Dating Magazine

A Winter Short Fiction Story Original

By Datewithcleo @datewcleo

In case you did not know, I was the third prize winner of the Summer 2011 Elephant Prize for Short Fiction held by In The Snake Magazine (except I used my other name, for those of you that know it!). Anywhoo, here is my newest short fiction story to be entered in this Winter’s contest… enjoy!



A Holiday Cheer Experiment

A Winter Short Fiction Story Original

Depending on your stage in life, the holiday season can yield largely varying experiences. Follow this young woman as she experiments with new ideas, tests herself, and attempts to figure out what happiness means.


Every once in a while, the pain was too much. She would take deep breaths, running her fingers through her hair, but that only helped for a brief moment. She tried hanging upside down off her bed. She tried running around the block. She tried screaming in her car. Nothing worked.

She was in dire need of a cure although, as far as she knew, none existed. Her symptoms were vast and her injuries were substantial, however, only those who came close enough were able to see them. As with many illusions, she could pass for normal in a photograph or even pass as happy if viewed from a distance.

Despite her lack of a medical education, she tried to diagnose herself. The reoccurring pain had been elevating over the past year. There were some large changes in her life- new job, new ex-boyfriend- but nothing that should have triggered a pain like this. She ate healthy, mostly got enough sleep, and loved to exercise. As a matter of fact, she was a bit of an endorphin junkie. Her tongue was the normal pink color, none of her glands seemed swollen, and her tear ducts were definitely functional.

However, if she was really honest with herself, she knew that the beginnings of the pain had always been with her, even when she was just a little girl. An aspect of her being had always felt misplaced, as if her insides were teeter-tottering.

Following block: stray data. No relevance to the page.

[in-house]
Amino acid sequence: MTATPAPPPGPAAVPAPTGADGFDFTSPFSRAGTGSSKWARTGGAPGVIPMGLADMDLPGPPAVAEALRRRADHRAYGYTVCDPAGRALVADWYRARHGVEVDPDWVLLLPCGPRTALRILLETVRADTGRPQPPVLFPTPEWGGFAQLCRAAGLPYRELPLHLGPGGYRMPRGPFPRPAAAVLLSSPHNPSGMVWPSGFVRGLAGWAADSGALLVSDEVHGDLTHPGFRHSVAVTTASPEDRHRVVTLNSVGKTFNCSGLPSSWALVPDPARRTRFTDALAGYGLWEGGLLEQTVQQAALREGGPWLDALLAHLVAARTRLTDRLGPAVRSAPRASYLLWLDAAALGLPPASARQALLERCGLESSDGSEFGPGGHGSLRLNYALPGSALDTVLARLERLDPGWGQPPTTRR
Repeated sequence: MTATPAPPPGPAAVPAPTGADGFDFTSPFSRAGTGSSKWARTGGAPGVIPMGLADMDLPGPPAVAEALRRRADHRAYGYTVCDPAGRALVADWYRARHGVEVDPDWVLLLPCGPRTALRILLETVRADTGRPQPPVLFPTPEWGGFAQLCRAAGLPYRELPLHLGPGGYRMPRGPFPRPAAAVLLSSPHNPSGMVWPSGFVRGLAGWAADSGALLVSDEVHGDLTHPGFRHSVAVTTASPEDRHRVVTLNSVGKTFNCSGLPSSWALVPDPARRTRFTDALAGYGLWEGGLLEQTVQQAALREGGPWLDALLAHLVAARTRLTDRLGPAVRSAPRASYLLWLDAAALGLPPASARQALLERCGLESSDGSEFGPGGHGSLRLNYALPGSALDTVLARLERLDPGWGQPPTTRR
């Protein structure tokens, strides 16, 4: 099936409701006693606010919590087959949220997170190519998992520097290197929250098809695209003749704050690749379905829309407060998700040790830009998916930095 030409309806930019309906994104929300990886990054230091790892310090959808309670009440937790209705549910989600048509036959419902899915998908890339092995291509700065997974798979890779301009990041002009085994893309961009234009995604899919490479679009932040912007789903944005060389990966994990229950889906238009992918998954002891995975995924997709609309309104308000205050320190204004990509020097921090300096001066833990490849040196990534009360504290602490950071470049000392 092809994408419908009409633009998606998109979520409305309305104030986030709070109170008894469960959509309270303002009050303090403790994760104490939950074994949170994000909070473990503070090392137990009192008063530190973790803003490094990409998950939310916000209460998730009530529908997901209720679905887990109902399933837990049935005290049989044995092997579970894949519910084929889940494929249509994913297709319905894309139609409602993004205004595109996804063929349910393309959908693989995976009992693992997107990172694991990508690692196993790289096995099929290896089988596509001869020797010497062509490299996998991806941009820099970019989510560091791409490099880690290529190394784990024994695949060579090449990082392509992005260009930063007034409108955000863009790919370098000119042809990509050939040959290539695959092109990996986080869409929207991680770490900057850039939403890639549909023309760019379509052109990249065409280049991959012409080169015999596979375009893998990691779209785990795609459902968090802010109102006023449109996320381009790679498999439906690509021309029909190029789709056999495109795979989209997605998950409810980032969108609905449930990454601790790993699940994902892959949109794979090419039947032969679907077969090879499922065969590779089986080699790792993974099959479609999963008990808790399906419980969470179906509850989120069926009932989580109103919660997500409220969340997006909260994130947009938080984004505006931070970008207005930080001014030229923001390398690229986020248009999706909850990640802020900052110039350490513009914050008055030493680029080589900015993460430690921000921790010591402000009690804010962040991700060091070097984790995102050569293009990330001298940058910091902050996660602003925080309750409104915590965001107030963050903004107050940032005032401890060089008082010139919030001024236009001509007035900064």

She did not like the idea of drugs, despite giving in every now and again. She could not tell you the exact time but, at some point in her life, she decided that grinding your teeth and getting through the pain was much more meaningful than choosing to be numb. She often wondered if she was right.

If you ever saw her walking down the street, shopping at the supermarket, or driving in her car, it would be quite ordinary for you stare. She had a softly exotic look to her and a way of carrying herself that was comfortingly untouchable.

On this particular winter Tuesday, she decided a day of Christmas shopping would be a good distraction from her pain. “A little holiday cheer could go a long way,” she thought to herself. Today she would have no agenda. Today she would take life exactly as it came.

When traffic was the first thing to show up in her day, she accepted it. Looking straight ahead, she drove with a silent, submissive purpose. “I choose to be living in the moment,” she said out loud. She always heard people say that this was the secret to happiness.

She glanced around at the cars beside hers and could not help but feeling like no one was happy, as if no one knew how. She wondered where, if anywhere in the world, did most every person feel happy. She refused to believe that Disneyland was truly the happiest place on Earth.

A few weeks prior, a friend had told her, “When you isolate yourself from everything and everyone, this is when you will finally realize that you are indeed connected to everything and everyone.” She thought about this as she drove, trying to convince herself that she felt connected to something.